BaselWorld 2017: A hard business
Each month the Federation of the Swiss Watch Industry, or the FH, puts out a monthly update on the state of the Swiss watch exports business. These are really quite wonderful reports and feature a decent variety of data that can be used to analyse the state of the industry from at least three different perspectives. Firstly, the data tells you how each of the major export markets themselves have been performing. Secondly, each monthly report tells you how many watches were exported, categorized by material—steel, gold-steel, precious metals. And finally, the report tells you how watches in various price segments have been selling.
For a business that is notoriously secretive this is a godsend for the enterprising journalist. I am sure I have many colleagues in the field of business journalism who wished their sectors had similar agencies that report data in such interesting detail.
Pity, then, that the FH has had nothing but bad news to report for many many months.
To understand the mood that prevailed at BaselWorld this year one only has to look at the headline of the most recent FH monthly report for April 2017: ‘Smaller than expected contraction’.
In other words: Things could be a lot, lot worse.
This year’s Mint BaselWorld special is being prepared at time that are doubly testing.
On the one hand there is the chaos that is taking place in the broader world of high-end watchmaking. All across the world brands are struggling to cope with what seems to be a perfect storm of… what exactly? This confusion was the overwhelming sense one could feel all over the booths and halls and meeting rooms at BaselWorld. Something ails the world of watches. But what?
Demand is down in many world markets. The most recent FH reports suggest that except China and the UK, markets everywhere else, especially in Hong Kong and the US, continue to contract. For the first four months of the year exports are down 3.6%. And that is on a 2016 that was horrendously bad.
Some of the factors chipping away at demand are unsurprising. A crackdown on corruption in China (which deeply impacts Hong Kong), economic uncertainty globally, political instability in Europe and the US all seem to be enervating the market for high-end watches. The growth in the UK market, some experts tell me, are down to the weak Brexit-damned sterling.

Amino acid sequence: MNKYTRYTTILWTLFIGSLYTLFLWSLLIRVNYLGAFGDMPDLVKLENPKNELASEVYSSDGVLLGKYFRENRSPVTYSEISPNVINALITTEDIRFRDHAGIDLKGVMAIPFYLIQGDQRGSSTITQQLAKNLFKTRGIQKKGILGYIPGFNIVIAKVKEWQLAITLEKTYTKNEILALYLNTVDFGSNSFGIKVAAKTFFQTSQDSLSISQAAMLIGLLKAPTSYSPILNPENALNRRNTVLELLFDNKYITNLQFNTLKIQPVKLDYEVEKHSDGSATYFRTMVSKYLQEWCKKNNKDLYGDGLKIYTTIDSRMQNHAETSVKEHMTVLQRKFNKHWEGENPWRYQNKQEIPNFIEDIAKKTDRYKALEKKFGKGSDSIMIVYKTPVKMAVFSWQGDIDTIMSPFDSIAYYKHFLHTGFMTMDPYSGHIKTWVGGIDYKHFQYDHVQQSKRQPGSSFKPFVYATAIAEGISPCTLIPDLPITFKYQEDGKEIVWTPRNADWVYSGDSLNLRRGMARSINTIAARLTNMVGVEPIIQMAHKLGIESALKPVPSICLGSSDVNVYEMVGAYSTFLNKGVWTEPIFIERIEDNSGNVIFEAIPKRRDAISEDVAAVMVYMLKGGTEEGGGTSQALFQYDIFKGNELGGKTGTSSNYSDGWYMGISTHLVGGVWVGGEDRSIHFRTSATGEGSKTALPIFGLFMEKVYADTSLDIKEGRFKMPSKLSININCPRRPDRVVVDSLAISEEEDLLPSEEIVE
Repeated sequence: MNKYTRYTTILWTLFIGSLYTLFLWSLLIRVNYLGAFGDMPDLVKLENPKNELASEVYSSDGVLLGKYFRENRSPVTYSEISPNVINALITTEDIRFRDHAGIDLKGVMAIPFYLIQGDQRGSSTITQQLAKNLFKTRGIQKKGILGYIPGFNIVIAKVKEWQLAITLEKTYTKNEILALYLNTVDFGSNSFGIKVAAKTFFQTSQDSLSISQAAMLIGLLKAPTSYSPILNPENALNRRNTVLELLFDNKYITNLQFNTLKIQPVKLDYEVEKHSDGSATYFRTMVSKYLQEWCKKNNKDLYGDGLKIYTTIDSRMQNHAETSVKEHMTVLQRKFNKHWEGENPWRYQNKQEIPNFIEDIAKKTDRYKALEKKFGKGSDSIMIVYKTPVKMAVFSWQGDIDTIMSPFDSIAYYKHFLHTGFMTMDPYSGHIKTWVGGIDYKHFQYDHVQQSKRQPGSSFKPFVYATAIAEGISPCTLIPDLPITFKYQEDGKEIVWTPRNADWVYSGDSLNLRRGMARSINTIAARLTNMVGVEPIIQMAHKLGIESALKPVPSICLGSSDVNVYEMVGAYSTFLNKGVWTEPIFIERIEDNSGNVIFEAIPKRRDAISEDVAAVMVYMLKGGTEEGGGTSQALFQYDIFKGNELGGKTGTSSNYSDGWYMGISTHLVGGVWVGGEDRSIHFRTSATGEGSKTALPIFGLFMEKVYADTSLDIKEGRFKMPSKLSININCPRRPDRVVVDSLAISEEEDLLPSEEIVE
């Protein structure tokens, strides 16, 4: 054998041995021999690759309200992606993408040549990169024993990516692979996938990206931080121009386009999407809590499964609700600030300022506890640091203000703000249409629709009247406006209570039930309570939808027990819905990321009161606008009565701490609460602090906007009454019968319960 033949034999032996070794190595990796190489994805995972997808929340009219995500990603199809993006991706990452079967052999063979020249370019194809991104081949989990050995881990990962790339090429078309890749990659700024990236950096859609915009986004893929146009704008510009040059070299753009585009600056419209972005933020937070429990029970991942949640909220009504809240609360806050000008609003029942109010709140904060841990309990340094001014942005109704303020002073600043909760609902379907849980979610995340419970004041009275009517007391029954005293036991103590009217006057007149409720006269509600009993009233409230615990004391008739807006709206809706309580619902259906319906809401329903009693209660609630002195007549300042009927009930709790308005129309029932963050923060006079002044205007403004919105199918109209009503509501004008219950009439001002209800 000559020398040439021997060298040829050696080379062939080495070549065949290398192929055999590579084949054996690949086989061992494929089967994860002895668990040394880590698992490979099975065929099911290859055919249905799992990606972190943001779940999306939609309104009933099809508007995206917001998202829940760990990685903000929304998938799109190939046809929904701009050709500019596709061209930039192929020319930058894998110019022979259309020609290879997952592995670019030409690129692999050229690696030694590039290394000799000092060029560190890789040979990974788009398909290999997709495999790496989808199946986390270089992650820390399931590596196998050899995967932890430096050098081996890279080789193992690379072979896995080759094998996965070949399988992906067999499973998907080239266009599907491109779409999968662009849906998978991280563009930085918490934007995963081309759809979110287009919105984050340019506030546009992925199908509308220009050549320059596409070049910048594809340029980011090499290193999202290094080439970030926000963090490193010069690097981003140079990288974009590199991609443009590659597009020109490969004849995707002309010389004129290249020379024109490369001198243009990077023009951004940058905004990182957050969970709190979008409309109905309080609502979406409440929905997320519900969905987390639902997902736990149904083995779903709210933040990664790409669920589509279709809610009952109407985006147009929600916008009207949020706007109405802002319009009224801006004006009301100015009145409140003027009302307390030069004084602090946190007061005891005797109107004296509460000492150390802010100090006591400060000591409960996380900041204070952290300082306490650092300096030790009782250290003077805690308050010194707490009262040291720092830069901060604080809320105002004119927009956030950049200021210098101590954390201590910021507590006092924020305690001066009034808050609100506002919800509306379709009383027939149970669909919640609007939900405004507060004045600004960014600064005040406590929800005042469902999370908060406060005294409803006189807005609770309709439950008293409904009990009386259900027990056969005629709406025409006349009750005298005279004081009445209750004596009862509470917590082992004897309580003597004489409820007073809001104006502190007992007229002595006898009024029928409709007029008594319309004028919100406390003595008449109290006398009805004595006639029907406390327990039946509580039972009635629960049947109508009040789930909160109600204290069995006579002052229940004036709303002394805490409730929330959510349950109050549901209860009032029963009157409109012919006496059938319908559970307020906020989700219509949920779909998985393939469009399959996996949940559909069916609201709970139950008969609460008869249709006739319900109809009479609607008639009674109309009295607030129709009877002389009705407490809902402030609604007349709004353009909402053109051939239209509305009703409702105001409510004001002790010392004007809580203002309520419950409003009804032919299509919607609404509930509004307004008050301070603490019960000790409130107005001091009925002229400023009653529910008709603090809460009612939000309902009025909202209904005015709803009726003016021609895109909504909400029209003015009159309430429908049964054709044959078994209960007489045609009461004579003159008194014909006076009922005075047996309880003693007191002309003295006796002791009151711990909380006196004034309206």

Then there is the impact of wearables. Are wearables eating into the sales of ‘conventional’ watches? Regular readers might recall how 2015 was the year that Basel went mad for wearables. You couldn’t walk past three booth without tumbling into a heated discussion on the impending wearables crisis for conventional brands. Has that come to be? This is a fiendish question to answer. There is no doubt that Apple’s watches have been a roaring success. Nobody knows exactly how many watches Apple has sold. But it has sold in the millions. Yet almost every other wearable brand is struggling. Fitbit, Fossil have all seen sales slump. Yet even if you isolate the Apple Watch, there remains the conundrum of how exactly it is hurting the conventional watch market. Is the Apple Watch hitting brands that are in the similar price point? Is it forcing buyers of more pricey brands to trade down for a more functional watch? Or is it convincing buyers of cheaper watches to upgrade to an Apple Watch for the added functionality?
Data over the last twelve months or so seems to suggest a mix of all three. In April the price band that saw the most precipitous fall in sales, according to the FH, were watches in the sub 200 CHF bracket. Is it because buyers in that segment are upgrading to Apples? Who knows.
There is another intriguing possibility: that wearables have conclusively highlighted the functional inadequacy of conventional watches… without actually finding any buyers themselves. In other words what if buyers are looking at a Fitbit or an Apple Watch and thinking ‘Why the hell would I buy an automatic Swiss watch that tells the time, just about, when one of these slick gadgets can do so much more???’... and then they walk out of a store without buying a wearable either. What if, then, Swiss watches are losing marketshare to the idea of wearables?
The second testing aspect of the market is the state of affairs in India. Demonetisation, PAN card requirements and the implementation of the nationwide GST system have all driven retailers into high funk. Watches, this writer was told, flew off shelves in Delhi and Mumbai and elsewhere as brands sought to liquidate stocks before GST kicked in. All of which makes the Indian market one that is in the throes of intense crisis. There was zero ambiguity about one thing in Basel: the Indian market is going to underwhelm for a very long time indeed. It is, in some sense, the full coming around of a circle. Over the last decade observers have seen the Indian market transform from dowdy backwater to great shimmering new hope and back again.
But what does all this mean for the watches themselves? See, this is the funny thing about the watch industry. Crisis forces brands to do things that often result in exceptional watches. As we shall see in the case of Longines, the key trends emerging out of this fair embody themselves in some great watches.
The business maybe in the throes of crisis. But if you have money to spare, there are splendid bargains to be had. As you shall see in these pages.